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McKee v. Harris-Seybold Co.

Decided: April 2, 1970.

EDWARD B. MCKEE AND BARBARA MCKEE, PLAINTIFFS,
v.
HARRIS-SEYBOLD COMPANY, DIVISION OF HARRIS-INTERTYPE CORP.; SEYBOLD MACHINE CO.; CARL W. HAGMAN AND MIEHLE-GOSS-DEXTER, INC., DEFENDANTS



On motion for summary judgment.

Breslin, R.w., J.d.c. (temporarily assigned).

Breslin

[109 NJSuper Page 558] This matter arises out of a motion for summary judgment in favor of defendant Harris-Seybold Company, Division of Harris-Intertype Corp., on the amended complaint filed by plaintiffs and cross-claims asserted by the co-defendants.

Plaintiff Edward B. McKee contends that on January 18, 1968, while an employee of the American Mission to the Greeks, Inc., Ridgefield, New Jersey, he sustained serious personal injuries while operating a paper cutting machine known as a "Dayton." The machine was manufactured in 1916 by the Seybold Machine Company of Dayton, Ohio. On November 22, 1926 Seybold entered into a contract with the Harris Automatic Press Company of Cleveland, Ohio, whereby it agreed to sell certain assets and Harris Automatic agreed to assume specified liabilities, as more particularly set forth in a contract of sale. Said contract was assigned to a new corporation, Harris-Seybold-Potter Company, and was consummated by the parties. Subsequent thereto Harris-Seybold-Potter changed its name to Harris-Seybold Company and thereafter acquired the Intertype Corporation.

In the agreement between Seybold and Harris Automatic the former sold its property, assets, business and good will and authorized the use of the names "The Seybold Machine Company" and "Seybold." Seybold agreed to change its corporate name to eliminate the word "Seybold," to not thereafter engage in any active manufacturing business and to hold Harris harmless from any undisclosed or contingent obligations not incurred in the ordinary course of manufacturing business since June 30, 1926. In accordance with the agreement Seybold changed its name to the Washington Machine Company, which was subsequently dissolved on February 9, 1928. Defendant Harris-Seybold Company Division of Harris-Intertype Corp. (hereinafter Harris) contends that it did not assume any contingent liability of the Seybold Machine Company arising out of (1) the alleged negligent design and manufacture of the machine in question by Seybold, (2) any express or implied warranties arising out of said sale, or (3) the defective design or manufacture of the machine. It further contends that it did not incur any liability by virtue of informing plaintiff's employer that the machine could be serviced by defendant Hagman. The claims asserted by plaintiff Edward McKee

against Harris are set forth in the first, second, third and fifth counts of the complaint. The fourth count is directed against defendant Hagman and alleges that he was negligent and careless in the servicing of the machine. The seventh count is directed against defendant Miehle-Goss-Dexter, Inc. (hereinafter Miehle) and alleges that it installed a safety device on said machine which was defective in design and manufacture and that it impliedly and expressly warranted that said safety device was for the intended purpose.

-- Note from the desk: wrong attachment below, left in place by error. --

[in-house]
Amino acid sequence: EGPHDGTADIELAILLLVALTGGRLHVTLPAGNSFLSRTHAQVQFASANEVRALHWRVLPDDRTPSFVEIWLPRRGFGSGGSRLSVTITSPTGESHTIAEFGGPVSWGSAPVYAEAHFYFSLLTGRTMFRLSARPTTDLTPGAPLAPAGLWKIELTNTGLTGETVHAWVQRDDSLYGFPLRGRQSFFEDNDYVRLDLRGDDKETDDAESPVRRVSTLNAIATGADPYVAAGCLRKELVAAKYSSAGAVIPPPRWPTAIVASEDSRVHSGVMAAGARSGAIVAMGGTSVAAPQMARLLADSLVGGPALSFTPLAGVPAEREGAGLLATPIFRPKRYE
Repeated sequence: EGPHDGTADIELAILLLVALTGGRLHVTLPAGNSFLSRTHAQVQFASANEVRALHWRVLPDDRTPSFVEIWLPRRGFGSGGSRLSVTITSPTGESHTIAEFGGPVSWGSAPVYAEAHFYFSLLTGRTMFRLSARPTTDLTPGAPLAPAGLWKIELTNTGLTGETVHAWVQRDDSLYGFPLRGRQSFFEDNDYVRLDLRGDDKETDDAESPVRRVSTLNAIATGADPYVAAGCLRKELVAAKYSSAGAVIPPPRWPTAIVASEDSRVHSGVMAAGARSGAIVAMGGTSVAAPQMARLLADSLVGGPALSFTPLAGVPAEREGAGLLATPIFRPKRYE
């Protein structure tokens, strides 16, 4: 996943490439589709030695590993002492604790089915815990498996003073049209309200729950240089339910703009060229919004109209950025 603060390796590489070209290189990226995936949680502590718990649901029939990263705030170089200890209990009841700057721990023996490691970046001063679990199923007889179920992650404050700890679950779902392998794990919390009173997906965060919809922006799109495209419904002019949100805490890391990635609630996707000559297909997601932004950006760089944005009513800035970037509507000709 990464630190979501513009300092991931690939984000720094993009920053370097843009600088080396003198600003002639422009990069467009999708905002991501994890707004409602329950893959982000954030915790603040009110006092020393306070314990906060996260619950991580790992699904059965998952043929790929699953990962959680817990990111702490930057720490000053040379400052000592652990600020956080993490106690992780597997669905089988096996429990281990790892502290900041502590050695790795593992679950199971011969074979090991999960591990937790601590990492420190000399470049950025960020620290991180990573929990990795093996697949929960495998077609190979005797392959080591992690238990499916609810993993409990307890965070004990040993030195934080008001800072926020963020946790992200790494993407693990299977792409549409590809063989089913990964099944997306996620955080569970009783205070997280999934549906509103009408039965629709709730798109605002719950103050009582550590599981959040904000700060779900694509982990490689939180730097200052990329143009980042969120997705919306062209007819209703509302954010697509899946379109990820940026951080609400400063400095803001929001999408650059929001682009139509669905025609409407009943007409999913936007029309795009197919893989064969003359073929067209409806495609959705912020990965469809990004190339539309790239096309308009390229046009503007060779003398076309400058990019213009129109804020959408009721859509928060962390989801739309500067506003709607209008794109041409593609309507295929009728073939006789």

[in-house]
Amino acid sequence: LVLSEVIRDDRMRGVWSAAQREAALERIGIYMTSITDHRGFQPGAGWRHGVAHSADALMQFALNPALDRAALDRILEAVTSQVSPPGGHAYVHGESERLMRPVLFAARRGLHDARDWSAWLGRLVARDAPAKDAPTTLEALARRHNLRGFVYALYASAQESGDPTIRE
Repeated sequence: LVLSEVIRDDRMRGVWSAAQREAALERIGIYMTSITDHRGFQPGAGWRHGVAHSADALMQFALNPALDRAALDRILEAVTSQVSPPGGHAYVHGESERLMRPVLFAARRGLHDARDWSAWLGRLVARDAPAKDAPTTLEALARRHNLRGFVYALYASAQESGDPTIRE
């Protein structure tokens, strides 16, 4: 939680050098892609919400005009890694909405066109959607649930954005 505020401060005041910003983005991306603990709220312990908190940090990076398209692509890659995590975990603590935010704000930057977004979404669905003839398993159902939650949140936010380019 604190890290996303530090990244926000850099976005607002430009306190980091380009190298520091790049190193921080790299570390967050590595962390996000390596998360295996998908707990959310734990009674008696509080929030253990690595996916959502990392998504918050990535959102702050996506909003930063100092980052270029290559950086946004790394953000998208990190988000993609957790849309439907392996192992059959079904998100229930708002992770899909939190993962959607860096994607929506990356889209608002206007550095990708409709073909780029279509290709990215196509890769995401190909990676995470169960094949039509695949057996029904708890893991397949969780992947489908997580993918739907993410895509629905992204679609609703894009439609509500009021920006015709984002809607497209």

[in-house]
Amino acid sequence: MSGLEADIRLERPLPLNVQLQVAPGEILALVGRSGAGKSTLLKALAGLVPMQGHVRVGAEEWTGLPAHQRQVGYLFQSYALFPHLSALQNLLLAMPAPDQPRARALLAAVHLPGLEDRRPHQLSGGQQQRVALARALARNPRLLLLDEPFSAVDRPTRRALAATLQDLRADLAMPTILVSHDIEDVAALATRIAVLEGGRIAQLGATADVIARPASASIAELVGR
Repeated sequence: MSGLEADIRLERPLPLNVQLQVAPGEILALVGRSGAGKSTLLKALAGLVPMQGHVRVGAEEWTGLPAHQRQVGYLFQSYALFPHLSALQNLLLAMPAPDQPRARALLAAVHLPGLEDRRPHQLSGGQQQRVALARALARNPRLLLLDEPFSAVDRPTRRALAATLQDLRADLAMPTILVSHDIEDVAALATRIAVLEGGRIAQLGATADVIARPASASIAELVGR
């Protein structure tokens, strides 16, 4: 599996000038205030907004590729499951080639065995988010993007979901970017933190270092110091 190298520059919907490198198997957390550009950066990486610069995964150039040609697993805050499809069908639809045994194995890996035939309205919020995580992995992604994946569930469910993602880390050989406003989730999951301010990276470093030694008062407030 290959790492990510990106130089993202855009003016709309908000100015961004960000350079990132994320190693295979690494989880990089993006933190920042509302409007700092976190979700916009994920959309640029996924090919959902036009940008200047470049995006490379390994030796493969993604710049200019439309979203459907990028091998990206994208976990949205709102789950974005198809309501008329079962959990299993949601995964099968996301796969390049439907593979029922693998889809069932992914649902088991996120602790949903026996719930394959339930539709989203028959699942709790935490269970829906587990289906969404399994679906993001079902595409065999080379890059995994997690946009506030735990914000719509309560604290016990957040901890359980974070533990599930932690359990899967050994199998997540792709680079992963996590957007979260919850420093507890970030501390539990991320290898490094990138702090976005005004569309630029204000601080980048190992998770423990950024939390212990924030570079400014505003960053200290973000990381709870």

Defendant Hagman is the owner of a business in Long Island City, New York, which services and repairs paper cutting machinery, manufactures parts for obsolete machines and supplies parts for machines of various sizes and molds. On the recommendation of Harris his company made a service call to the American Mission on July 25, 1967. An employee, Conrad Nagel, reset the clutch of the Dayton machine and checked its operation to determine if it had the power to go through the heavy lip of paper. The only other contact with the American Mission was the sale of two used cutting knives for the machine on November 29, 1967. The knives were installed by employees of American Mission.

Defendant Miehle sells paper cutting machines, paper drilling machines, PMC die cutting and presses. In 1957 it acquired the E. P. Lawson Division. In 1936 Lawson designed a one-hand, two motion position knock-out device which it installed on the Dayton machine in question in order to comply with the requirements of New York State Department of Labor, and there was placed on the machine a label bearing the name E.P. Lawson, Inc., with the approval number 2172. It was an additional safety device to the one incorporated in the machine and known as a safety stop. Harris had no transaction or communication with the Lawson Company relating to the safety device.

Preliminarily, it must be noted that neither party requested this court to take judicial notice of Ohio law,

pursuant to Evidence Rule 9. Although Ohio may have the most substantial contacts with the instant matter, in that the contract in question was made and performed in Ohio by Ohio corporations, the subject matter of the contract being the sale of assets located mostly in Ohio, HIMC Investment Co. v. Siciliano , 103 N.J. Super. 27 (Law Div. 1968); Woll v. Dugas , 104 N.J. Super. 586 (Ch. Div. 1969); Mellk v. Sarahson , 49 N.J. 226 (1967), this court will, nevertheless, apply the law of our own jurisdiction as the forum's choice of law. See Evidence Rule 9; Graulich Caterer, Inc. v. Hans Holterbosch, Inc. , 101 N.J. Super. 61, 66 (App. Div. 1968); Donnelly v. United Fruit Co. , 75 N.J. Super. 383, 397 (App. Div. 1962), aff'd 40 N.J. 61 (1963). Parenthetically, the laws pertaining to the instant issue are basically uniform throughout the country, and since Ohio law is essentially similar to our own, neither party will be prejudiced by the court's adherence to New Jersey law.